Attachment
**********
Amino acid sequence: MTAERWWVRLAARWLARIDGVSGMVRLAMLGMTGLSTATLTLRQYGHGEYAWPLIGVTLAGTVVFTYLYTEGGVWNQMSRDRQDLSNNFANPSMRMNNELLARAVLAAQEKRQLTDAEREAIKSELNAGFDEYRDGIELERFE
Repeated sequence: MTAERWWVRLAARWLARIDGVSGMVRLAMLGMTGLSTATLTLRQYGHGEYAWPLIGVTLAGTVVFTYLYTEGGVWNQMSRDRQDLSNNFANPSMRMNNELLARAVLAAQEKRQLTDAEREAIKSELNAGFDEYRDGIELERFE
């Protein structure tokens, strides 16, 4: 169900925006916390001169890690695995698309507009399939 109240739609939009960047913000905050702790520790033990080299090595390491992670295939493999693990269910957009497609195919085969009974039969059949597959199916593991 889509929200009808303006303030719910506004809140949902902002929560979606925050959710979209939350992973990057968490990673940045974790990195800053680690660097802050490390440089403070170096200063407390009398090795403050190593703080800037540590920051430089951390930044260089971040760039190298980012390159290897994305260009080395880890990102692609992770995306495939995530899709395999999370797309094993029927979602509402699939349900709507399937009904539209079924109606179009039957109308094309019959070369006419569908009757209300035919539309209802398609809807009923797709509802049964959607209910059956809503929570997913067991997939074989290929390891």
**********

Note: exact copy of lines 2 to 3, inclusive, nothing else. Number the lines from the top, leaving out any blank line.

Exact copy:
Repeated sequence: MTAERWWVRLAARWLARIDGVSGMVRLAMLGMTGLSTATLTLRQYGHGEYAWPLIGVTLAGTVVFTYLYTEGGVWNQMSRDRQDLSNNFANPSMRMNNELLARAVLAAQEKRQLTDAEREAIKSELNAGFDEYRDGIELERFE
């Protein structure tokens, strides 16, 4: 169900925006916390001169890690695995698309507009399939 109240739609939009960047913000905050702790520790033990080299090595390491992670295939493999693990269910957009497609195919085969009974039969059949597959199916593991 889509929200009808303006303030719910506004809140949902902002929560979606925050959710979209939350992973990057968490990673940045974790990195800053680690660097802050490390440089403070170096200063407390009398090795403050190593703080800037540590920051430089951390930044260089971040760039190298980012390159290897994305260009080395880890990102692609992770995306495939995530899709395999999370797309094993029927979602509402699939349900709507399937009904539209079924109606179009039957109308094309019959070369006419569908009757209300035919539309209802398609809807009923797709509802049964959607209910059956809503929570997913067991997939074989290929390891």